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CALIFORNIA'S TOP LEGAL RECRUITING FIRM
The Daily Journal, September 13, 1999
By Jennifer Byrd
SAN FRANCISCO – It's no secret that the number of lawyers who hate their jobs is growing. Some attorneys leave the law to become investment bankers or to write the next great American novel; others are choosing legal recruiting as an alternative career.
Two recent entrants into the headhunting market are former practitioners Helena Pappas and Luci Yamamoto, who opened an attorney search consulting firm, Pappas & Yamamoto, in San Francisco last year.
Their new jobs, they said, are a better professional and personal fit.
"Recruiting is people-oriented in a more emotional way than law," said Yamamoto, who practiced educational law for two years at Ruiz & Schapiro in San Francisco. "I didn't want to be in a litigious combative relationship."
They, along with other attorneys who have made the transition, said that they didn’t have to learn a new set of skills and that becoming a headhunter is easier than starting over in another profession. Former lawyers are highly sought after by recruiting firms because they already have an established business network made up of colleagues and law school classmates.
Delia Swan of Swan Legal Search in Los Angeles has the same approach – hiring lawyers to recruit other lawyers. "I started my company on the promise that it would be all attorneys," she said. "As attorneys we have an edge and know what it means to work in a law firm. And we understand the language."
But not every headhunter agrees that a legal background is a prerequisite to a successful career in recruiting.
"I haven't found the fact that I'm not a lawyer to be a detriment to my success," said Larry Watanabe of San Diego-based Watanabe & Nason. Seasoned lawyers may start with an advantage, "but even after a short period of time they would exhaust those contacts pretty quickly," he said.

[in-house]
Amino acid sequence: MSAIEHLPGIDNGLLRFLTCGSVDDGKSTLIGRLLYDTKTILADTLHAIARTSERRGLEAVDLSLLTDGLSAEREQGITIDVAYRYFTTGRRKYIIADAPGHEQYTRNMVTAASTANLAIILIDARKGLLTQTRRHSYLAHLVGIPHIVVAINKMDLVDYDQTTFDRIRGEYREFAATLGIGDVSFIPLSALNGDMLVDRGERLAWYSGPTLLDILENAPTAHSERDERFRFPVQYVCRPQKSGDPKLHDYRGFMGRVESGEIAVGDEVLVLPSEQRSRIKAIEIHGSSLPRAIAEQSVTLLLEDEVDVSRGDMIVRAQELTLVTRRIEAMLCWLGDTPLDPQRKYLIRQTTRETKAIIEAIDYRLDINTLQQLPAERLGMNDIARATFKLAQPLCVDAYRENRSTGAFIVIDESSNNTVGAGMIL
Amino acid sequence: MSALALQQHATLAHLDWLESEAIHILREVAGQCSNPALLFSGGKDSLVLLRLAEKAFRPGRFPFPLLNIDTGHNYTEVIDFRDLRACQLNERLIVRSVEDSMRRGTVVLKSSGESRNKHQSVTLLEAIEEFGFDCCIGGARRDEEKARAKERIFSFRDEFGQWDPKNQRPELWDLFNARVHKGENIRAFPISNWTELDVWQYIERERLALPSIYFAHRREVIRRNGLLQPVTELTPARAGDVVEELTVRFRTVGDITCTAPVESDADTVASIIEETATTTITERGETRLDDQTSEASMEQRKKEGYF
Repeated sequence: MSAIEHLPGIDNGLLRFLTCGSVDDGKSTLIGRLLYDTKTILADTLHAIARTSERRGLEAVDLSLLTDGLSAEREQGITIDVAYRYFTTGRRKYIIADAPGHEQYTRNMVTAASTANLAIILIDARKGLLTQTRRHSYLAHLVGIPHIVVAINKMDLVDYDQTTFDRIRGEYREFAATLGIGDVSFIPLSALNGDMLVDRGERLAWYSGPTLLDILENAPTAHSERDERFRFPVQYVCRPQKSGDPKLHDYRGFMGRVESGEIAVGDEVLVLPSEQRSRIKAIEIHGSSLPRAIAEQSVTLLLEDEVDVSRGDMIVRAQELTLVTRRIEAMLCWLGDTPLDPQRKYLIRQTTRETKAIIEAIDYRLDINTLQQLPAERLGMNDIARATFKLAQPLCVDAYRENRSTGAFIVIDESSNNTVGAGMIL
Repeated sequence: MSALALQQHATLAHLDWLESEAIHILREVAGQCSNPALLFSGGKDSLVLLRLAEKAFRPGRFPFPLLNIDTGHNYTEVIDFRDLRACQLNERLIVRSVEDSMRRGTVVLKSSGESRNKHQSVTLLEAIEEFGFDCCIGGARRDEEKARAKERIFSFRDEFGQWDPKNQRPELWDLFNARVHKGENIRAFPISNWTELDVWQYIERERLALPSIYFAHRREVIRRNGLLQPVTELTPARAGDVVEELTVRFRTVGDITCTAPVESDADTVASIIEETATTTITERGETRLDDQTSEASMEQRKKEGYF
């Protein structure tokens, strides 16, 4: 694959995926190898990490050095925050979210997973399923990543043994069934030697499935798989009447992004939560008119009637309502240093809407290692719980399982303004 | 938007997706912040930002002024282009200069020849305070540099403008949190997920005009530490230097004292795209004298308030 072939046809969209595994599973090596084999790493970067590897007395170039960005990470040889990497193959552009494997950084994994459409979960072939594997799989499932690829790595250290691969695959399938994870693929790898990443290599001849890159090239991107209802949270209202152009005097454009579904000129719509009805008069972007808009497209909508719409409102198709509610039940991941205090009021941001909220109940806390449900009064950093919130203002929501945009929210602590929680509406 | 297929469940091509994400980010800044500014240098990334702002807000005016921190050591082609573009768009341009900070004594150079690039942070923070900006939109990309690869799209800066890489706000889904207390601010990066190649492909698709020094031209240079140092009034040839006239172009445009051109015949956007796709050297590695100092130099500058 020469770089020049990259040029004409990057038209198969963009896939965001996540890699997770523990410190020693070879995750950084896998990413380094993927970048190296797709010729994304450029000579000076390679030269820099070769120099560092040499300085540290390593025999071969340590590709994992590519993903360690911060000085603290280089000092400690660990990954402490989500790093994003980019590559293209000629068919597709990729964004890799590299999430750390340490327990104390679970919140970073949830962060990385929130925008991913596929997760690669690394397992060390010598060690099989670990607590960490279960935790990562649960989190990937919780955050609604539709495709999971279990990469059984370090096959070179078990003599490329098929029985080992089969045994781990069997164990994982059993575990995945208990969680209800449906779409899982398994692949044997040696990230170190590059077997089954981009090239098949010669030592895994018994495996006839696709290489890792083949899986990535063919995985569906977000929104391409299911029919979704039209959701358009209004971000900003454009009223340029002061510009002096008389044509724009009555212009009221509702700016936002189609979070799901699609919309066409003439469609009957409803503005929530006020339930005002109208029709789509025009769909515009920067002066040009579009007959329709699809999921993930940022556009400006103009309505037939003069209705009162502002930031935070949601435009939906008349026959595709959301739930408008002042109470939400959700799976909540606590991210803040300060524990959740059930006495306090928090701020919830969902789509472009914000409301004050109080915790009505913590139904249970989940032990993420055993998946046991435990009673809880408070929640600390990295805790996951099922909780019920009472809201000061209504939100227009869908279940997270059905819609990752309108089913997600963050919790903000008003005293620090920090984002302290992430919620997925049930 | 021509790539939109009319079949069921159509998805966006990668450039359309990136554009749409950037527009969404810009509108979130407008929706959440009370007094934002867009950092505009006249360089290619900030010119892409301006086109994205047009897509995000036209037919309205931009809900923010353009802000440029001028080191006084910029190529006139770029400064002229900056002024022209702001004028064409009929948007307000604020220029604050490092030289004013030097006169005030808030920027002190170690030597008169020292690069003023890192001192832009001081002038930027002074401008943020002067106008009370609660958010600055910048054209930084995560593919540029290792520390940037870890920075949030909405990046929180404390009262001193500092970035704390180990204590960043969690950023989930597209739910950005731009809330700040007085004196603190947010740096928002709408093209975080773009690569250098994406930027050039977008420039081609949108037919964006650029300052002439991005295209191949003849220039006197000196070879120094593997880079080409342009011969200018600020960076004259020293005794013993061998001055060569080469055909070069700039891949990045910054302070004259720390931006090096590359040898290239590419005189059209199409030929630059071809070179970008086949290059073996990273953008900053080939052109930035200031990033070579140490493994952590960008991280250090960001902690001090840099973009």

Gary Davis, a former Brobeck litigator who joined Katharine Patterson Consulting in San Francisco in 1990 said being a lawyer "is a security blanket for some people who are new to the profession."
But even that won't shield them from the initial shock of entering the profession, say headhunters. Lawyers have to give up the comfort of a firm, a regular pay check and traditional promotion track to enter a world of financial uncertainty, longer hours and hard work, they added.Some even have to work through the stigma of being a "headhunter," which is comparable to the negative stereotypes of a slimy salesperson. "It's stressful when you first start," said Davis. "You have to make cold calls and extend and expose yourself. You wonder if the person really wants to hear from you. Recruiters are not always looked at in the best light, and I initially missed the prestige of being a lawyer."
Recruiters say their profession has a bad reputation – and some say deservedly so – for being more interested in lining their pockets rather than working in their clients' interests.
A few recruiters, however, try hard to set themselves apart. After a visit from his firm, said Major, lawyers think differently about headhunters, seeing them as strategic partners rather than pariahs.
"In Los Angeles and most major cities, recruiting firms are considered to be part of the fabric of life," said Swan. "But it's like any industry, there's good and bad."
To find a potential new hire for a law-firm client, headhunters usually scroll through their own database of names or look through Martindale-Hubbell for a lawyer that has the necessary qualifications. When Julie Qureshi, a recruiter with Major Hagen's Palo Alto office, finds someone who fits the bill she prefers to contact the lawyer via e-mail.
"It's a bad thing if you're a pest," said Qureshi, who once practiced real estate law at Brobeck. "You're interrupting them at work, which is like getting a marketing call at dinner."
When she is actively searching, she can send up to 150 e-mails a day. That she works so hard is not surprising. Although new recruiters are usually given a small base salary until they establish themselves, most
are paid only a commission, typically 25% of a lawyer candidate's annual salary.
Although it's an "eat what you kill" atmosphere, there's a potential to make good money, said Qureshi.
Swan, who said the money she is making is "fine," is quick to point out that a recruiter needs to be disciplined and be in the business for the long term to weather the ups and downs of the market.
In the end, it's not the money but the risky, fast-paced lifestyle that is most attractive.
I'm working harder than I worked as a lawyer," said Davis. "Sometimes it's mind numbing and there are some difficult situations that you can face everyday. Like establishing trust in a 10-second phone call. But the harder you work the [sooner] rewards will come."
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